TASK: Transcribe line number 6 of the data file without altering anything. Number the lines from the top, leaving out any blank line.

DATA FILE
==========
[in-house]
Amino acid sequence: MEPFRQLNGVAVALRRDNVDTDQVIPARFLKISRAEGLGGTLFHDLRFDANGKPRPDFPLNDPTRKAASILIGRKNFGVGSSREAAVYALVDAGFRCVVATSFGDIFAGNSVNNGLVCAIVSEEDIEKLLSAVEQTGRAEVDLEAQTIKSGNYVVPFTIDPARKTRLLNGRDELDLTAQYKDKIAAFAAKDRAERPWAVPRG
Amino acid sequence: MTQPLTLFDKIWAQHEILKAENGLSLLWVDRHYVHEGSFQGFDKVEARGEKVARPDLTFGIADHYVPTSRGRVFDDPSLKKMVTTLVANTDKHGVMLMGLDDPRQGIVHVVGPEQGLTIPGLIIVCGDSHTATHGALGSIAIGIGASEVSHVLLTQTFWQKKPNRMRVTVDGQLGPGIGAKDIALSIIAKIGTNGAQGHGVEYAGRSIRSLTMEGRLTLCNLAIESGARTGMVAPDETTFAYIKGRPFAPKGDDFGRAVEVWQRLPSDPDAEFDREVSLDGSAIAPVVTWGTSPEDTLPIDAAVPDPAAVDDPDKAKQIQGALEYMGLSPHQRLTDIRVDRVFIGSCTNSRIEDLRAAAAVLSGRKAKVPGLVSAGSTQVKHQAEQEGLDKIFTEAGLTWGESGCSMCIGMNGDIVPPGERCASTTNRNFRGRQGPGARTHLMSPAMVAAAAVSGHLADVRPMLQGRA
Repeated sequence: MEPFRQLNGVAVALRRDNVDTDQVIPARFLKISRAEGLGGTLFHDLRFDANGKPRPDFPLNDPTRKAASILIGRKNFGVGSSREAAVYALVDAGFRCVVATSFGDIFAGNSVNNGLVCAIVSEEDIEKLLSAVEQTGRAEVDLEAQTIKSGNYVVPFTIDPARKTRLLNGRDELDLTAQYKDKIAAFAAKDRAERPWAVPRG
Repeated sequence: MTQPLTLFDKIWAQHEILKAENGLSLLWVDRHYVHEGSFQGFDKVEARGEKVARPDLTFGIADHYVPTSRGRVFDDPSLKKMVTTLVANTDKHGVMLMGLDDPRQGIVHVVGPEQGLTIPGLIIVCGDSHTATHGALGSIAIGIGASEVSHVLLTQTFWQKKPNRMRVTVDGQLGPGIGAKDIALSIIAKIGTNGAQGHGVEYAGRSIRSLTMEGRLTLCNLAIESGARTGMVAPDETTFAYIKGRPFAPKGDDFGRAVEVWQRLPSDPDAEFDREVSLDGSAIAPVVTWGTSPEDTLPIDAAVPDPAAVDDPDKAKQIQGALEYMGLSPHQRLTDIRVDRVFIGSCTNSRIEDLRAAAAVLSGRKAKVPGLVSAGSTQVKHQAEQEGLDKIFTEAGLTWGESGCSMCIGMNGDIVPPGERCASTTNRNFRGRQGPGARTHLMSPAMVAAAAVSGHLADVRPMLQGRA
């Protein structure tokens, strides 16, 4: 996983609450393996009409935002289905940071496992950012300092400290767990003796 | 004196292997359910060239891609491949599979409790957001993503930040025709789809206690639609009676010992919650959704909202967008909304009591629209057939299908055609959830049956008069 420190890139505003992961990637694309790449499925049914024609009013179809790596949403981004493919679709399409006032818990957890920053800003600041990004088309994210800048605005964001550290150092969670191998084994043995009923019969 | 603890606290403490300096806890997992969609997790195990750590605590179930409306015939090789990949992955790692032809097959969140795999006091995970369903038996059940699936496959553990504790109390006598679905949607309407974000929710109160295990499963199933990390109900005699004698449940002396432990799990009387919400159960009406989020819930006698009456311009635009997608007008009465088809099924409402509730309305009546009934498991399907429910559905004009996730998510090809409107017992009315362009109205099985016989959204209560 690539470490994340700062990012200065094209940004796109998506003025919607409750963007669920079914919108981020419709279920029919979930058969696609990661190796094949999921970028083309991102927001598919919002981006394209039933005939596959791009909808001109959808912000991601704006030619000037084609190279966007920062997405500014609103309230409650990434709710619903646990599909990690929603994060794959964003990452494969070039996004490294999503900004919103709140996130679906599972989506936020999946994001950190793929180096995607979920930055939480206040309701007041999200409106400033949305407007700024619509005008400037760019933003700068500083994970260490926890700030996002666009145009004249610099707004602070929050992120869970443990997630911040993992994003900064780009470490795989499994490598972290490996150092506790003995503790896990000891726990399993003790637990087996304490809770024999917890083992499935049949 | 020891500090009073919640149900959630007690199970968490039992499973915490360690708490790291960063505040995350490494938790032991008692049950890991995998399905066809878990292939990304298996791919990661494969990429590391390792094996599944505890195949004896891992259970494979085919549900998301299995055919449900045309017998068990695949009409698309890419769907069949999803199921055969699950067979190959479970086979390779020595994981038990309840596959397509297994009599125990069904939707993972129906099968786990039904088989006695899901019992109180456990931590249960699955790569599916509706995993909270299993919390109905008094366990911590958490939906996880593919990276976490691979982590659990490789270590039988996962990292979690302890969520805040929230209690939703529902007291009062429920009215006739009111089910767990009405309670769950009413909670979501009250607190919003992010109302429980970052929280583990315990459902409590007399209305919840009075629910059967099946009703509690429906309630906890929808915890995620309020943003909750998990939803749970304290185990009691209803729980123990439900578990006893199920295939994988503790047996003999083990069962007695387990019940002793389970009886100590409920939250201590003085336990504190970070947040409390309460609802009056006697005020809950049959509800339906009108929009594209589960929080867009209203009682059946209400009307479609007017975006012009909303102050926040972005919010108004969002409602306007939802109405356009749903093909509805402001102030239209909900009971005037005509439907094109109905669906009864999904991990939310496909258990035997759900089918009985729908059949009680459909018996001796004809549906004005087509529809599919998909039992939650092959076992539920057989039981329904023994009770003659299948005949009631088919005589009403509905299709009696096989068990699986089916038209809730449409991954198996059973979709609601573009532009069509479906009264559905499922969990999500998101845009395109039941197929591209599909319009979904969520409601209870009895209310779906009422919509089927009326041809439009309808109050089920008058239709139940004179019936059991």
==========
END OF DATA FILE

């Protein structure tokens, strides 16, 4: 996983609450393996009409935002289905940071496992950012300092400290767990003796 | 004196292997359910060239891609491949599979409790957001993503930040025709789809206690639609009676010992919650959704909202967008909304009591629209057939299908055609959830049956008069 420190890139505003992961990637694309790449499925049914024609009013179809790596949403981004493919679709399409006032818990957890920053800003600041990004088309994210800048605005964001550290150092969670191998084994043995009923019969 | 603890606290403490300096806890997992969609997790195990750590605590179930409306015939090789990949992955790692032809097959969140795999006091995970369903038996059940699936496959553990504790109390006598679905949607309407974000929710109160295990499963199933990390109900005699004698449940002396432990799990009387919400159960009406989020819930006698009456311009635009997608007008009465088809099924409402509730309305009546009934498991399907429910559905004009996730998510090809409107017992009315362009109205099985016989959204209560 690539470490994340700062990012200065094209940004796109998506003025919607409750963007669920079914919108981020419709279920029919979930058969696609990661190796094949999921970028083309991102927001598919919002981006394209039933005939596959791009909808001109959808912000991601704006030619000037084609190279966007920062997405500014609103309230409650990434709710619903646990599909990690929603994060794959964003990452494969070039996004490294999503900004919103709140996130679906599972989506936020999946994001950190793929180096995607979920930055939480206040309701007041999200409106400033949305407007700024619509005008400037760019933003700068500083994970260490926890700030996002666009145009004249610099707004602070929050992120869970443990997630911040993992994003900064780009470490795989499994490598972290490996150092506790003995503790896990000891726990399993003790637990087996304490809770024999917890083992499935049949 | 020891500090009073919640149900959630007690199970968490039992499973915490360690708490790291960063505040995350490494938790032991008692049950890991995998399905066809878990292939990304298996791919990661494969990429590391390792094996599944505890195949004896891992259970494979085919549900998301299995055919449900045309017998068990695949009409698309890419769907069949999803199921055969699950067979190959479970086979390779020595994981038990309840596959397509297994009599125990069904939707993972129906099968786990039904088989006695899901019992109180456990931590249960699955790569599916509706995993909270299993919390109905008094366990911590958490939906996880593919990276976490691979982590659990490789270590039988996962990292979690302890969520805040929230209690939703529902007291009062429920009215006739009111089910767990009405309670769950009413909670979501009250607190919003992010109302429980970052929280583990315990459902409590007399209305919840009075629910059967099946009703509690429906309630906890929808915890995620309020943003909750998990939803749970304290185990009691209803729980123990439900578990006893199920295939994988503790047996003999083990069962007695387990019940002793389970009886100590409920939250201590003085336990504190970070947040409390309460609802009056006697005020809950049959509800339906009108929009594209589960929080867009209203009682059946209400009307479609007017975006012009909303102050926040972005919010108004969002409602306007939802109405356009749903093909509805402001102030239209909900009971005037005509439907094109109905669906009864999904991990939310496909258990035997759900089918009985729908059949009680459909018996001796004809549906004005087509529809599919998909039992939650092959076992539920057989039981329904023994009770003659299948005949009631088919005589009403509905299709009696096989068990699986089916038209809730449409991954198996059973979709609601573009532009069509479906009264559905499922969990999500998101845009395109039941197929591209599909319009979904969520409601209870009895209310779906009422919509089927009326041809439009309808109050089920008058239709139940004179019936059991």